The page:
Skip to comments.Shell Sees Stable Oil Price for 20 Years With Volatility Bursts
Posted on 02/13/2014 11:21:24 AM PST by ckilmer
Royal Dutch Shell Plc., Europes biggest oil company, said crude prices would on average probably remain at current levels or rise steadily for the next two decades, with periods of volatility.
(Excerpt) Read more at moneynews.com ...
Brent oil averaged more than $100 a barrel for the past three years, tripling from its 2008 low as the world economy recovered from the financial crisis.
In Shells tighter supply scenarios, crude prices could steadily increase over the next 20 years, while still going through periods of volatility that could see Brent falling to $70 a barrel, Bentham said.
While oil companies are cutting their investment plans to strengthen returns amid falling profitability, spending reductions are not the most important factor influencing the oil price, Bentham said. Increased Iranian exports as sanctions are lifted, Iraqs ability to boost its production and Libyas capacity to limit output shutdowns are factors bigger in totality than the trimming of the investments, he said.
The possibility of weakening demand growth in emerging markets may be offset by a strengthening U.S. economy, he said.
Economic development and particularly in the emerging nations, is the biggest driver of demand change, Bentham said. That has an important impact on the commodity prices.
Can you say: “Supply and Demand?”
I don’t consider this ‘prediction’ going out on a limb exactly.
“I dont consider this prediction going out on a limb exactly.”
.....crude prices would on average probably remain at current levels or rise steadily......
Yeah, that’s really making a bold statement, ain’t it.
Too many things impact it that are way beyond reasonable predictions, wars, changes in technology, competing technology, etc.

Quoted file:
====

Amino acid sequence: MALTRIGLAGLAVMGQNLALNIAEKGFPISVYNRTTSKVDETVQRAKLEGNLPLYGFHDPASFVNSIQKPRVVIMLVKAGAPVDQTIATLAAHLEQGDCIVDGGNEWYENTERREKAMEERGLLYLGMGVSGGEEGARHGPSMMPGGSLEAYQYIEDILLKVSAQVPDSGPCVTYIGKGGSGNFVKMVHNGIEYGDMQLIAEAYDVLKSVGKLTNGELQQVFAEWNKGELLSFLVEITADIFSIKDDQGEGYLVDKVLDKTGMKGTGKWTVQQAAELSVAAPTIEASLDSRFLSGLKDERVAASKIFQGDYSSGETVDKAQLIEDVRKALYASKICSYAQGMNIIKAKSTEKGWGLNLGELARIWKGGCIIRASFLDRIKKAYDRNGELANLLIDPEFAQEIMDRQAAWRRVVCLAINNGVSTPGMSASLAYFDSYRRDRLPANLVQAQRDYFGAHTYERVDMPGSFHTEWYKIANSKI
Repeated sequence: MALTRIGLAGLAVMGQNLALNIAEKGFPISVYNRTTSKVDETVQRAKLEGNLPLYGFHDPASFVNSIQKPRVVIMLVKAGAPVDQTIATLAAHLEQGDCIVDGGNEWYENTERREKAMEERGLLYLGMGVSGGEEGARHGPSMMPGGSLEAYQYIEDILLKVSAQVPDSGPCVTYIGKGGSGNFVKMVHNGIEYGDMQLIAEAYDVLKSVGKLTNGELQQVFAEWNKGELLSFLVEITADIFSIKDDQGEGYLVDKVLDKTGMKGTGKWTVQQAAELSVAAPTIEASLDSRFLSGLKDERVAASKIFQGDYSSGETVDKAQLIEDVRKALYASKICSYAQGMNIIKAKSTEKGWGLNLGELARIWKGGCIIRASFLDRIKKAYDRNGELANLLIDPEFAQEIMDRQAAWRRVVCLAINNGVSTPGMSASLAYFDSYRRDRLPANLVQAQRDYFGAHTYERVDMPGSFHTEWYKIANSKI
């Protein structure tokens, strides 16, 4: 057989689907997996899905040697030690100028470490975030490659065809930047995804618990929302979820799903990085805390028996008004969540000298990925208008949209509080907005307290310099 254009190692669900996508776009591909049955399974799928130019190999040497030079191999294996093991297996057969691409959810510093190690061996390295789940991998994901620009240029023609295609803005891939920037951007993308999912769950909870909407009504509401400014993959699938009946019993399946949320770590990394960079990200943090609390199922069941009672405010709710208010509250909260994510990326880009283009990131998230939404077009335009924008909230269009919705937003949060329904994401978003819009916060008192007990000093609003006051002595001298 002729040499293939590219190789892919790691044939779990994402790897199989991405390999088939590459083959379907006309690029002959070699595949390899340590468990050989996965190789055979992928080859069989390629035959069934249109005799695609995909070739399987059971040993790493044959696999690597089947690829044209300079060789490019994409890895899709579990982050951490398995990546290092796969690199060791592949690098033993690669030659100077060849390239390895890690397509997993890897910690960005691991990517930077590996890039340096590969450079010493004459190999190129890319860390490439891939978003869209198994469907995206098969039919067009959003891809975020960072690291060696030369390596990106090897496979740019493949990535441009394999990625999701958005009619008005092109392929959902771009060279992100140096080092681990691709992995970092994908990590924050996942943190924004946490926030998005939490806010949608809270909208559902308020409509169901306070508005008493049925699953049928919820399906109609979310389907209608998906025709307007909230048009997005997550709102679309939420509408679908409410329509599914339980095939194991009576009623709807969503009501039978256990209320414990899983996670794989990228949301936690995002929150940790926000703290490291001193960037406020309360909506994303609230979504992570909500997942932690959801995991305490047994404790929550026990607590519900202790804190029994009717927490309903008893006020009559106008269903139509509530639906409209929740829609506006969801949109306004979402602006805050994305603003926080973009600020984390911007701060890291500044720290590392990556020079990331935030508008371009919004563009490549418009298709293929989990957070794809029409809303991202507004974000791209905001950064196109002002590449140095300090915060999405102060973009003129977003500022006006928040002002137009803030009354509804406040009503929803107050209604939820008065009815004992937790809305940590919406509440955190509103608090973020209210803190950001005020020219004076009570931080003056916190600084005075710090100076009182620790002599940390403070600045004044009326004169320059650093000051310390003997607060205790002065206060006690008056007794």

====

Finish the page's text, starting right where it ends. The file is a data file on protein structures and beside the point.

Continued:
What should be understood by the reader of long-term oil forecasts is that this only holds if nothing else changes, and that impacting change in a 20 year period is near certainty.
Shell often has trouble predicting its own earnings and is among the most ‘surprised’ when its forecast is off big time. Maybe they should become a spokeman for ‘climate change’ as they are in the same faux forecast league.
oil and gas prices fluctuate when needed ... the need being to oust an unfavorable American administration
agree. Rising demand for energy however is as near a certainty as you can get. However, the rising cost of getting oil is inviting competitors in transportation like natural gas and electricity. we’ll see.
shell put out a graph a couple months back which showed they expected oil demand to rise until 2030 and then shrink there after.
I think what shell is talking about currently is that there is a steadily rising demand for oil as a transportation fuel with nothing ready to supplant it. even in the face of rising US supply—the world’s ability to keep up with demand will barely be enough. I think what has been freaking out the majors (oil companies like exxon shell chevron) recently has been graphs floating around—I can’t find them right now. but the graphs show how much it cost to extract new oil in the 1990’s vs the last 5 years. the price difference is pretty staggering. I don’t know whether this is an oil majors problem or an industry problem. certainly the oil majors have not been major beneficiaries of the US fracking revolution—though they have been able to buy their way into new positions recently.
However the high price of oil invites competitor transportation fuels—like natural gas for trucks and buses and electricity for cars. Both have seen double and triple digit growth in the last two years. Since that growth comes off a small base — its not meaningful now and even at high rates of growth —won’t be meaningful until at least sometime in the 2020’s.
Further it will take at least five years for US fracking technology to make for meaningful volume oil/natural gas production overseas. But that is coming. The chinese have recently announced the discovery of a giant natural gas field. There are countries all over the world with big shale gas & oil deposits. some will be more costly to extract than others.
here is an argument for lower oil prices sometime in the next couple of years because of a large economic downturn in China.